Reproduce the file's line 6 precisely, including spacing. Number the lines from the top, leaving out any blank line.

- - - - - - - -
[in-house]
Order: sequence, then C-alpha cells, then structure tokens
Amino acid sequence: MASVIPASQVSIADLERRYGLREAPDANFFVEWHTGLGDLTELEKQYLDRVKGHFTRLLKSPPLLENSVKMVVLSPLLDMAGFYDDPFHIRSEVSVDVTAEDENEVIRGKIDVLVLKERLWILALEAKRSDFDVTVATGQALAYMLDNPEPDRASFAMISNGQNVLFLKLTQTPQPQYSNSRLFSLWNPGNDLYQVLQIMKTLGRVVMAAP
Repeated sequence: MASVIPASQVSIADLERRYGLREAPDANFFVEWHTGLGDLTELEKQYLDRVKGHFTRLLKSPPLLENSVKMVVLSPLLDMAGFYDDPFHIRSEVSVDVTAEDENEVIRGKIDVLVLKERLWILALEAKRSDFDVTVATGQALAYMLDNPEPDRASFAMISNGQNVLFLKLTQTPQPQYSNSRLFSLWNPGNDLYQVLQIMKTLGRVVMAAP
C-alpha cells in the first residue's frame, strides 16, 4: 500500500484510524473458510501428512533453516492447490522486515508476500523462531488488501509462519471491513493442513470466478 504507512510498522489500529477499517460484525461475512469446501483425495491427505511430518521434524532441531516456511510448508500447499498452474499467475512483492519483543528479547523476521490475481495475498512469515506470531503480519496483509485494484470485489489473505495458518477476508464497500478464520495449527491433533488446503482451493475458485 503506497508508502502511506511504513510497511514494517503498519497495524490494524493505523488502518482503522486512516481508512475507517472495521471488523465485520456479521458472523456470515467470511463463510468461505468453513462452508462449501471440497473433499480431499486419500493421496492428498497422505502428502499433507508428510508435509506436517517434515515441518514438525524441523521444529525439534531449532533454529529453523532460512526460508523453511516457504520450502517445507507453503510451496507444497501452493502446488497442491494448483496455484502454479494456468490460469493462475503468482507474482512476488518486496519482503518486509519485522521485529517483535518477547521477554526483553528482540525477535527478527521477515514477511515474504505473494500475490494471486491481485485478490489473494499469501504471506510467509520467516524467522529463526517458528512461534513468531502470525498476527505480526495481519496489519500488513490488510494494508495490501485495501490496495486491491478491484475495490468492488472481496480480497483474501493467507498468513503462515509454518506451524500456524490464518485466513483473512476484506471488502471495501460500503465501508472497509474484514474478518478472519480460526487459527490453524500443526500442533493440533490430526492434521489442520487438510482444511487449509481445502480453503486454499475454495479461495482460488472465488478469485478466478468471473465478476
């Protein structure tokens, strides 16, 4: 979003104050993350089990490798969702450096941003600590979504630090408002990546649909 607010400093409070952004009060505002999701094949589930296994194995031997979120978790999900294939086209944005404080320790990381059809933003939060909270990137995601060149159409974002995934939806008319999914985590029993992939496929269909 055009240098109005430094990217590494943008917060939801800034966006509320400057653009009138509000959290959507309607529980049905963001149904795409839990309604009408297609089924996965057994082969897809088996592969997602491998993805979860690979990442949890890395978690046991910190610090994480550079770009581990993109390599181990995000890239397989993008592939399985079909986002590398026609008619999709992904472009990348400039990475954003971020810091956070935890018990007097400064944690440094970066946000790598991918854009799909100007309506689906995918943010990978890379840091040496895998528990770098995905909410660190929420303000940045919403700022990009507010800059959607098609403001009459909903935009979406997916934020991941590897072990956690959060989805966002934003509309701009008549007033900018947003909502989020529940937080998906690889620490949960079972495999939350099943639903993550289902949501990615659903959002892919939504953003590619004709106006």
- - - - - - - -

């Protein structure tokens, strides 16, 4: 979003104050993350089990490798969702450096941003600590979504630090408002990546649909 607010400093409070952004009060505002999701094949589930296994194995031997979120978790999900294939086209944005404080320790990381059809933003939060909270990137995601060149159409974002995934939806008319999914985590029993992939496929269909 055009240098109005430094990217590494943008917060939801800034966006509320400057653009009138509000959290959507309607529980049905963001149904795409839990309604009408297609089924996965057994082969897809088996592969997602491998993805979860690979990442949890890395978690046991910190610090994480550079770009581990993109390599181990995000890239397989993008592939399985079909986002590398026609008619999709992904472009990348400039990475954003971020810091956070935890018990007097400064944690440094970066946000790598991918854009799909100007309506689906995918943010990978890379840091040496895998528990770098995905909410660190929420303000940045919403700022990009507010800059959607098609403001009459909903935009979406997916934020991941590897072990956690959060989805966002934003509309701009008549007033900018947003909502989020529940937080998906690889620490949960079972495999939350099943639903993550289902949501990615659903959002892919939504953003590619004709106006």